Completed letters were exchanged across classes in random groups of ten and evaluated by peer groups. Groups of three to four students rated each letter they received on a scale of 1 to 10. Students received their letter back from the other class with the rating (1-10) and a reflection piece that detailed why the group rated the paper as they did. We felt this rhetorical activity was valuable since each reviewer had to address the original author in a respectful manner, cite evidence for their group's decision, and explain any discrepancies the group had toward the paper. We hoped this peer evaluation process, though anonymous, would build on the ethics and relationships initiated in the forums and bring them back into the physical classroom.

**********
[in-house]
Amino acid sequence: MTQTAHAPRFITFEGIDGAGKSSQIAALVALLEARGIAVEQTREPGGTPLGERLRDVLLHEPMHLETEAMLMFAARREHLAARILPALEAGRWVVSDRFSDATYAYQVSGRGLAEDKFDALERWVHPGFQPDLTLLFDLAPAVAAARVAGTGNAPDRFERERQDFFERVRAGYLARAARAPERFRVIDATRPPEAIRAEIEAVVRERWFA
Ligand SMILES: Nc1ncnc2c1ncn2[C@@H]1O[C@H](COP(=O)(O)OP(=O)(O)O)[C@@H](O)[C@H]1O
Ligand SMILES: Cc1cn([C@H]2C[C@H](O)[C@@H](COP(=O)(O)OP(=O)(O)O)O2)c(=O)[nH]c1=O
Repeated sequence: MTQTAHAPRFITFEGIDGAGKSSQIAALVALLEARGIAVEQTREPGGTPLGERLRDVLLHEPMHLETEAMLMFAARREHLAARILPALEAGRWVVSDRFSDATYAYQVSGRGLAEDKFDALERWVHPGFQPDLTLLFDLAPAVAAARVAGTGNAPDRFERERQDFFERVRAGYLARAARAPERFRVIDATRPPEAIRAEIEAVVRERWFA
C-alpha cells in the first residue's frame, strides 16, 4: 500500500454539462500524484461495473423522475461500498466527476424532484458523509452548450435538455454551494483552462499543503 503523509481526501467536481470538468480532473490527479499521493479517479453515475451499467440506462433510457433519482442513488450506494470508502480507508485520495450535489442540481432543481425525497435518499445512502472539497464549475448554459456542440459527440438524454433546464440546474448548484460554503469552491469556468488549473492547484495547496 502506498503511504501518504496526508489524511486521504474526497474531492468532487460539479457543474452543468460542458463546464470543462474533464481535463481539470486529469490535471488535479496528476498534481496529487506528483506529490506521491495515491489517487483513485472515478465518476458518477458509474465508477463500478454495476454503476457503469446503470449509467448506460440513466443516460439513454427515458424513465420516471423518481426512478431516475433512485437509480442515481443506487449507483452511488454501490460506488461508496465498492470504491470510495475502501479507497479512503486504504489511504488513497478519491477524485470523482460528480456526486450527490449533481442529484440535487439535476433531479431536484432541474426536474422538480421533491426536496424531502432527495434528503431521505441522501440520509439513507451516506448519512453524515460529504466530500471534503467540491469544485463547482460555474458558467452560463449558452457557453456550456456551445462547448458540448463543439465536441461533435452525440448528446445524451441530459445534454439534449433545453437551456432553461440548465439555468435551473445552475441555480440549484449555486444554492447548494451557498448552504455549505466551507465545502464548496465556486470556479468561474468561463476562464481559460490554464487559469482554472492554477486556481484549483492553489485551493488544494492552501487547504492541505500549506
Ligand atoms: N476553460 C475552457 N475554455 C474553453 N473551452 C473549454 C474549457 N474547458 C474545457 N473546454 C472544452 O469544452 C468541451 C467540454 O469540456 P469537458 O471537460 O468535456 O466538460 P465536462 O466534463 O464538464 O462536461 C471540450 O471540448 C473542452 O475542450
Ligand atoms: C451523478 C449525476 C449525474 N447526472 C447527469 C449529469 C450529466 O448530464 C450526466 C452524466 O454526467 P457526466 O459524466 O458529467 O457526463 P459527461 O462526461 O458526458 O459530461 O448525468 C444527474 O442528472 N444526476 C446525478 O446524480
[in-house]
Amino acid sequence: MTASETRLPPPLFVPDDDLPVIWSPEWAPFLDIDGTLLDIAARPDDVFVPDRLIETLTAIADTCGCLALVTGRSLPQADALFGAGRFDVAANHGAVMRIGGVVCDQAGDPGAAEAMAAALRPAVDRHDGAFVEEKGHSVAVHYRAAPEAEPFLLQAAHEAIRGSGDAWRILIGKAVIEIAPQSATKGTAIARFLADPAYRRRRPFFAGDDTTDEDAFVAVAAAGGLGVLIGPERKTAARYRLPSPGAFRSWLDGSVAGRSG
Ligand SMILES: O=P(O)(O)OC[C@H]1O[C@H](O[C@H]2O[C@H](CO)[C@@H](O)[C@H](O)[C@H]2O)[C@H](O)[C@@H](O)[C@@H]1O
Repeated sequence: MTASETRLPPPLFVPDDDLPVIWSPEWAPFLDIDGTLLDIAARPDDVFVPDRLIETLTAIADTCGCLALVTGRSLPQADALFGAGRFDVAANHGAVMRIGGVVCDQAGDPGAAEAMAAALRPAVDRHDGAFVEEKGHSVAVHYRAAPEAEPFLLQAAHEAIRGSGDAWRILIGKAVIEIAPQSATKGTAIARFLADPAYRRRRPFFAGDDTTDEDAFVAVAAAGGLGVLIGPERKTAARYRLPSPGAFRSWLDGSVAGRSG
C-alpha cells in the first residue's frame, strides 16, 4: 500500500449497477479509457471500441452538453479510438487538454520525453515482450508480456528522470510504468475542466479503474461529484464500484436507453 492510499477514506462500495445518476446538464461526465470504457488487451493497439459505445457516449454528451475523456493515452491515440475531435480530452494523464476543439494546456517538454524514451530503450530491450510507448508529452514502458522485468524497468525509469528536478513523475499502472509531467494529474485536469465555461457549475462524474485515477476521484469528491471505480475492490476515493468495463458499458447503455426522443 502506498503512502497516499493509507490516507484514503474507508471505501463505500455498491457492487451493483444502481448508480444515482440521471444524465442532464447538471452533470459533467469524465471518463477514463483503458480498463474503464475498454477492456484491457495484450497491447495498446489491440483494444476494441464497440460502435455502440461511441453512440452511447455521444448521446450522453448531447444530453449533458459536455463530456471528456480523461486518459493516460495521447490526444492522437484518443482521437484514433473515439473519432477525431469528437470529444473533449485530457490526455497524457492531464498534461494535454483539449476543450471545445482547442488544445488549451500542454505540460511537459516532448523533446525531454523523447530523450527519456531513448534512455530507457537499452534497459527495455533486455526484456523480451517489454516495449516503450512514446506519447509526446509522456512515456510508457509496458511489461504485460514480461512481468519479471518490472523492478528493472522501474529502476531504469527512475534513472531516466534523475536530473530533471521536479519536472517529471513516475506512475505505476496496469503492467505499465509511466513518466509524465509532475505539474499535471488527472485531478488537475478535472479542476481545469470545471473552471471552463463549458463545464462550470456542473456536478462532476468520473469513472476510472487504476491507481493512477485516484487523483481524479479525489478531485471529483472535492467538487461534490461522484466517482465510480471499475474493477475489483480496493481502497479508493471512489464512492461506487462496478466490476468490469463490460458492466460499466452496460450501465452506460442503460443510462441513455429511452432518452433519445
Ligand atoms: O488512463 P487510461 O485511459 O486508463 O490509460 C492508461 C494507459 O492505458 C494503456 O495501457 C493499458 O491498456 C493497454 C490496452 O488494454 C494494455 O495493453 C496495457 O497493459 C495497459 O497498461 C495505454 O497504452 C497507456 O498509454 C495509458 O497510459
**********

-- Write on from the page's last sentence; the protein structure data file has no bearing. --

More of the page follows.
After the letter assignment, students spent much of the final month of class working on a more traditional academic research paper pertaining to an aspect of higher education covered in the course. Topics for these papers were quite wide as students were free to engage and extend any discussion from the previous eight weeks. Some students chose to delve deeper into particular theorists (a treatise on our need to return to platonic education) while others examined particular issues (investigatations into the merging of the corporate and land-grant models, arguments for developing criteria to access contemporary universities), and still others conducted philosophical investigations (thoughtful examinations on the reasons for coming to college, what it means to be educated in a university, and whether liberal education holds the same value today as it did for the Greeks and Romans).